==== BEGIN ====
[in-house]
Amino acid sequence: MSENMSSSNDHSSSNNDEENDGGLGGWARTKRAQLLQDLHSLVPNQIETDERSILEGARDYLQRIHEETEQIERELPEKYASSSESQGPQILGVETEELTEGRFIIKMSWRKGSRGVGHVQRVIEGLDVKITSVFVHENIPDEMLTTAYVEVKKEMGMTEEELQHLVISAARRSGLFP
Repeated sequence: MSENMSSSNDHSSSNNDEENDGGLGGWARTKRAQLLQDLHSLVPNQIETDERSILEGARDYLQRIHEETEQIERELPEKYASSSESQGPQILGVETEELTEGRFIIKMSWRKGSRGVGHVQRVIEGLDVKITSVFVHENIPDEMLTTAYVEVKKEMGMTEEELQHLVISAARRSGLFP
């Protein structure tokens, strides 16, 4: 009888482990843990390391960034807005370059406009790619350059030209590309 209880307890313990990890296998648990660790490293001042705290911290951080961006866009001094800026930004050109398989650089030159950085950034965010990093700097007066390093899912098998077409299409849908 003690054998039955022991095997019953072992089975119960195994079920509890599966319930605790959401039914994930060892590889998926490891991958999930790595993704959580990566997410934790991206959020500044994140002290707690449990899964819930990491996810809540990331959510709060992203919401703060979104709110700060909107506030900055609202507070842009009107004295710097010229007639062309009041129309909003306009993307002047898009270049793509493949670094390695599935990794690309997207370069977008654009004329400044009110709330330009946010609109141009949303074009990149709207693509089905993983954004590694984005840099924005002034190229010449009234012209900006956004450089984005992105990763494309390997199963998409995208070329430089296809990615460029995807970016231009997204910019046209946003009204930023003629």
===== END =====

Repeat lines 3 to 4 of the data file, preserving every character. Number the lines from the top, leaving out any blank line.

Repeated sequence: MSENMSSSNDHSSSNNDEENDGGLGGWARTKRAQLLQDLHSLVPNQIETDERSILEGARDYLQRIHEETEQIERELPEKYASSSESQGPQILGVETEELTEGRFIIKMSWRKGSRGVGHVQRVIEGLDVKITSVFVHENIPDEMLTTAYVEVKKEMGMTEEELQHLVISAARRSGLFP
């Protein structure tokens, strides 16, 4: 009888482990843990390391960034807005370059406009790619350059030209590309 209880307890313990990890296998648990660790490293001042705290911290951080961006866009001094800026930004050109398989650089030159950085950034965010990093700097007066390093899912098998077409299409849908 003690054998039955022991095997019953072992089975119960195994079920509890599966319930605790959401039914994930060892590889998926490891991958999930790595993704959580990566997410934790991206959020500044994140002290707690449990899964819930990491996810809540990331959510709060992203919401703060979104709110700060909107506030900055609202507070842009009107004295710097010229007639062309009041129309909003306009993307002047898009270049793509493949670094390695599935990794690309997207370069977008654009004329400044009110709330330009946010609109141009949303074009990149709207693509089905993983954004590694984005840099924005002034190229010449009234012209900006956004450089984005992105990763494309390997199963998409995208070329430089296809990615460029995807970016231009997204910019046209946003009204930023003629």